Re: Configuration

First off, the email I'm replying to demonstrates a bug, Balsa
really shouldn't  be sending mail with 974 characters on a line, or at
least it should require the sender to consciously choose whether or not to
violate convention.

On Wed, 3 Mar 1999, Scott Tyson wrote:
[edited for readability]
> On Wed, 03 Mar 1999 04:49:46 Jules Bean wrote:
> > On Wed, 3 Mar 1999, Walt Armour wrote:
> > > Hmmm...  Warning: non-procmail user here.  :)
> > > 
> > > Anyway, the primary thing I was trying to avoid was requiring
> > > the user to configure other software packages in order to get
> > > their mail.  When I say 'transparent' I mean that Joe User
> > > should not have to worry about configuring/maintaining it.  If
> > > we can achieve this with the current procmail then perhaps we
> > > should use it.
> > 
> > Certainly, that kind of transparency is desirable.
> > 
> > I wonder if perhaps this is really the domain of a gnome-mail
> > configurator, which understands the chain
> > 
> > mail-transport-agent
> > mail-delivery-agent
> > mail-user-agent
> > 
> > (Ie. sendmail-procmail-balsa, or exim-procmail-balsa)
> > 
> > and knows how to configure a few alternatives for each level.
> > 
> > OTOH, that's probably a fairly large project.  It may be the technically
> > neatest approach, though.
> I think people are forgetting some of the goals associated with the
> GNOME Environment.  If Linux is to make inroads into the desktop
> market as a viable alternative to windows it must be just as easy to
> use for the layman.

First off, helping Linux make inroads into the desktop market was
never one of the goals of GNOME.  To quote the GNOME Manifesto:
"Gnome is an Open Source desktop environment built from components
that meet the Open Source guidelines in full."  Basically, we want to
write an excellent desktop, that is both powerful and easy to use.
Leave worrying about market share to the companies.

Secondly, yes GNOME should be easy to use for the layman.  However,
keep in mind that a computer is a complex thing, getting more complex
all the time.  What this means is that _configuring_ a system will
never be a trivial task, not in Linux, not in Windows, not in MacOS.
I would call email filtering, regardless of where it's done, a
configuration issue.

Most laypeople deal with this by buying preconfigured machines for
their home, and having the IS department configure their desktop
machines at work.  This is why the iMac has been selling so well, not
because it's easy to configure, but because 99.9% of the configuration
is already done for you.

We should definately try to make configuration issues more accessible
to laypeople, and provide tools to make things as easy as possible,
but it will never be truly _easy_.

> Think of it this way.  I would not want my father messing with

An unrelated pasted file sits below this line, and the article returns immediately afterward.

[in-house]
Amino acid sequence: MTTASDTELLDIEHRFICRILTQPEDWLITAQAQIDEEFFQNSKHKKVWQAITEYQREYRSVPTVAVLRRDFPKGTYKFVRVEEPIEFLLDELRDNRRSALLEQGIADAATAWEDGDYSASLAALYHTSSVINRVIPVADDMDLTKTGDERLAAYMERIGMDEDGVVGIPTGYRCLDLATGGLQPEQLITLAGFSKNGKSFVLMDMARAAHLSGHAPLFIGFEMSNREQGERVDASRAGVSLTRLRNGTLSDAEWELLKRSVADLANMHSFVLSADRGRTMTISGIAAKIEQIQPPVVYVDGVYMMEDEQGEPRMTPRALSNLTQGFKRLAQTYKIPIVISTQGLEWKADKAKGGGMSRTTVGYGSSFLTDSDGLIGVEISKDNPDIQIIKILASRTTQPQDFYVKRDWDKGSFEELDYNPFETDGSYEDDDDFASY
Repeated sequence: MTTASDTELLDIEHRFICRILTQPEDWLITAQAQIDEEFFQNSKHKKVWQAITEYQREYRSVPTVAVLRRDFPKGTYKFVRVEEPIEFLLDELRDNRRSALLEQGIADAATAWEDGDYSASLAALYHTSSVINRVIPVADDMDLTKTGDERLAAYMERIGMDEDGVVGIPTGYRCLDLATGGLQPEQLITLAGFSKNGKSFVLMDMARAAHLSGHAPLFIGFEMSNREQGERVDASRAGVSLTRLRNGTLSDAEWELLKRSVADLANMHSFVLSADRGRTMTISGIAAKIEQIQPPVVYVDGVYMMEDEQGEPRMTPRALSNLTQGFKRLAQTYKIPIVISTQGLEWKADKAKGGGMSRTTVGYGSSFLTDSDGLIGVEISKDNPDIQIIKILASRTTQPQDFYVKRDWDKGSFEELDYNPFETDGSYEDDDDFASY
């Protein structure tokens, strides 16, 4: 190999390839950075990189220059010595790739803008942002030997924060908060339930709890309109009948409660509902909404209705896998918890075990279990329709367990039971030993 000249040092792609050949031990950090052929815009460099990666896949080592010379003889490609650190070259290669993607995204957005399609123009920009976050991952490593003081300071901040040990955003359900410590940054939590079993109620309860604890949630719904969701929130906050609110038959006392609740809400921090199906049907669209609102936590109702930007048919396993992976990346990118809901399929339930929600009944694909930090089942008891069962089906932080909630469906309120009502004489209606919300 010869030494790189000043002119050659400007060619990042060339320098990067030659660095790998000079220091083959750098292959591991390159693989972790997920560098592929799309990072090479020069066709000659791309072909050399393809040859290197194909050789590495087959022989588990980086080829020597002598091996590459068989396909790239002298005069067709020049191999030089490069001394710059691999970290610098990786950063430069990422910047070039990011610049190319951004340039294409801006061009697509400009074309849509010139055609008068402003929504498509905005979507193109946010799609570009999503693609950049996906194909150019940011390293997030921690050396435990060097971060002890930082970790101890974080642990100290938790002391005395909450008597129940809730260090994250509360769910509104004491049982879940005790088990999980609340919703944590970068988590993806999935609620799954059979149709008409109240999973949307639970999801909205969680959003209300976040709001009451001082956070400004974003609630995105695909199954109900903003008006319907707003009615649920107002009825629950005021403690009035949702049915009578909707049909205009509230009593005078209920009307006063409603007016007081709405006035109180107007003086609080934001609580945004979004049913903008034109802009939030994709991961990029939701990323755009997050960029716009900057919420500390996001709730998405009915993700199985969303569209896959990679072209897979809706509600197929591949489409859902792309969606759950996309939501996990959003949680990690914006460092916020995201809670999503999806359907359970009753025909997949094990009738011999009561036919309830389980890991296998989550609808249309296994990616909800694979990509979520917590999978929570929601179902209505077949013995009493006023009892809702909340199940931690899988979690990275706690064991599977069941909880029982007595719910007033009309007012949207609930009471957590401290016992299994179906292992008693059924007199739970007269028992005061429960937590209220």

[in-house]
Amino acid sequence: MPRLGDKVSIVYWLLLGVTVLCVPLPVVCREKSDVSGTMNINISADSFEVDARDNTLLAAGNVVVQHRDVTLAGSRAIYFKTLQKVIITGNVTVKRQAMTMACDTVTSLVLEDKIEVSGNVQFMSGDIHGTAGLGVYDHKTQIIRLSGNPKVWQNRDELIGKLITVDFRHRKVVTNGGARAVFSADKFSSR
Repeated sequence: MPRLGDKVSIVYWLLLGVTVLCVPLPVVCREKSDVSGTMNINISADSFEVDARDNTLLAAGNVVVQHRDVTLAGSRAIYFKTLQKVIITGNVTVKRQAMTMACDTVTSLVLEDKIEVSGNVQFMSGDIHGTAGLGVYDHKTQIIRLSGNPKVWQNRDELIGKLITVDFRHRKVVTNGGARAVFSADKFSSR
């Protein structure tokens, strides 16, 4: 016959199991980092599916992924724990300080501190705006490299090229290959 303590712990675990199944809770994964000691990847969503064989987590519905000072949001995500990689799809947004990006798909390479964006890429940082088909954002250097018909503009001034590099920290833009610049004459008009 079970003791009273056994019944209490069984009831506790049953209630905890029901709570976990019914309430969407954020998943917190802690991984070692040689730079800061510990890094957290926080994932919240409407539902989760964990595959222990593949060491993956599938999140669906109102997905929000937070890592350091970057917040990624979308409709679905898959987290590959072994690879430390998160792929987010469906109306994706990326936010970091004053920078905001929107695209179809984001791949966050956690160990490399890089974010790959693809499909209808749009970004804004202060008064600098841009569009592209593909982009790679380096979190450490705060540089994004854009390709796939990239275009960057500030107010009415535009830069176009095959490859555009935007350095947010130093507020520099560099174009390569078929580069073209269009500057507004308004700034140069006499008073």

> procmail/fetchmail for email reading/filtering.  It might be a
> powerfull and flexible setup but it is far to cryptic and different
> from what he is used to.  Linux mailers have to drop the old school
> unix mailer persona and embrace what programs like Eudora and
> Calypso (my persnal fav for windows mailer) and Outlook Express
> offer.

We also shouldn't reinvent the wheel, like most Windows mailer
programs do.  Rather than having Balsa do the mail filtering itself,
and rather than forcing users to figure out the difference between
":0" and ":0c", why not have Balsa give an easy to use and understand
GUI tool to edit and create .procmailrc files.  It would be easier to
write than a full-featured filtering system, and more useful in general.

> They are simple to use and offer all the tools to handle
> multiple accounts, filtering, etc.  I personally HATE having mess
> with procnmail and fetchmail (I use fetchpop).  Coming from NT and
> using Calypso and going to this setup is backwards to me.  It took
> me almost a week just to setup fetchpop and proccmail and I only
> have 3 different folders my mail is dumbed into.

Yes, simple configurations are easier to do in a typical Windows
mailer than the current state of procmail (although I found fetchmail
configuration trivial, I don't know what problem you had with it).
However, I for example, have five different email accounts that need to
deal with seven machines running three different operating systems; four
of the machines are headless.  I live on procmail, no GUI mail
filtering tool even comes close to what I need. 

> I could have done the same thing in Calypso in about 5 minutes.  My
> new found knowlegde of fetchpop and procmail may be great for
> prosperaty but the bottom line is I spent over 15 hours on a task
> that should have taken 5 minutes.  My mailer should get my mail for
> me and filter it for me.